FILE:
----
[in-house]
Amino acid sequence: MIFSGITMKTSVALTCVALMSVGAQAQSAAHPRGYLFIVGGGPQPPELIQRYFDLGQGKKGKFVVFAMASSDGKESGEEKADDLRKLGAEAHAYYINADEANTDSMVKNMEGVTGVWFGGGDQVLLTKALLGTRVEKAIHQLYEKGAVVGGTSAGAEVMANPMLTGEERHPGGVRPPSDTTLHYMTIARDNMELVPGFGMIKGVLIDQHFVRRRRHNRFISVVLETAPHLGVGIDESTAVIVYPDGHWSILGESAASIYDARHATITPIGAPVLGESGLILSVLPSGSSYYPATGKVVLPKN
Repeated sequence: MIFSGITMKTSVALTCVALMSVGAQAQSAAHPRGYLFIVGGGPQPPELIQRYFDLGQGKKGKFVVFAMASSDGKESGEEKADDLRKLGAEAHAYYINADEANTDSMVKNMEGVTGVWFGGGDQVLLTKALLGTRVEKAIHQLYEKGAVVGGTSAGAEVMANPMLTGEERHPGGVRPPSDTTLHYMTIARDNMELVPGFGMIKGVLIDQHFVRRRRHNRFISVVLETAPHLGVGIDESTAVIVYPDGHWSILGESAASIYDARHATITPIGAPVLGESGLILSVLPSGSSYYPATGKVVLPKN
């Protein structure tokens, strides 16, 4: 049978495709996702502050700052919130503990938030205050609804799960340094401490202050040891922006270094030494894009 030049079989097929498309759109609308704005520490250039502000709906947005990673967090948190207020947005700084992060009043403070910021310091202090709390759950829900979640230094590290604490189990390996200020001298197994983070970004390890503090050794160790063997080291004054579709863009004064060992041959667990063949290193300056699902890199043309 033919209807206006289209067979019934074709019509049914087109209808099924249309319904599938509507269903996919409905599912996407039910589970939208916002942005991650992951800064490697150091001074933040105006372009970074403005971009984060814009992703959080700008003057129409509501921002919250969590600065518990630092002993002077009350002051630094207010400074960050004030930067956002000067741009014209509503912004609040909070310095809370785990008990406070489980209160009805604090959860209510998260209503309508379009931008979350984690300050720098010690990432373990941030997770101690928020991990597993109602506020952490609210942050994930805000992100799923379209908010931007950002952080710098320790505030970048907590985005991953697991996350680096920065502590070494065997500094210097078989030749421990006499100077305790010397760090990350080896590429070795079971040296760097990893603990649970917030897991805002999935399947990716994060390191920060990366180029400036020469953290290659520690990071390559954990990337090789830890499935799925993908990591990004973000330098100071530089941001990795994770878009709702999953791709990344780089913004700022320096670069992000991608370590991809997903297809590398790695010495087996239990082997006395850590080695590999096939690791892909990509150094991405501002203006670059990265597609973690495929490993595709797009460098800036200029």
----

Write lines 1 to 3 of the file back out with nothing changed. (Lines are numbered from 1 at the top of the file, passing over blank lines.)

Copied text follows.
[in-house]
Amino acid sequence: MIFSGITMKTSVALTCVALMSVGAQAQSAAHPRGYLFIVGGGPQPPELIQRYFDLGQGKKGKFVVFAMASSDGKESGEEKADDLRKLGAEAHAYYINADEANTDSMVKNMEGVTGVWFGGGDQVLLTKALLGTRVEKAIHQLYEKGAVVGGTSAGAEVMANPMLTGEERHPGGVRPPSDTTLHYMTIARDNMELVPGFGMIKGVLIDQHFVRRRRHNRFISVVLETAPHLGVGIDESTAVIVYPDGHWSILGESAASIYDARHATITPIGAPVLGESGLILSVLPSGSSYYPATGKVVLPKN
Repeated sequence: MIFSGITMKTSVALTCVALMSVGAQAQSAAHPRGYLFIVGGGPQPPELIQRYFDLGQGKKGKFVVFAMASSDGKESGEEKADDLRKLGAEAHAYYINADEANTDSMVKNMEGVTGVWFGGGDQVLLTKALLGTRVEKAIHQLYEKGAVVGGTSAGAEVMANPMLTGEERHPGGVRPPSDTTLHYMTIARDNMELVPGFGMIKGVLIDQHFVRRRRHNRFISVVLETAPHLGVGIDESTAVIVYPDGHWSILGESAASIYDARHATITPIGAPVLGESGLILSVLPSGSSYYPATGKVVLPKN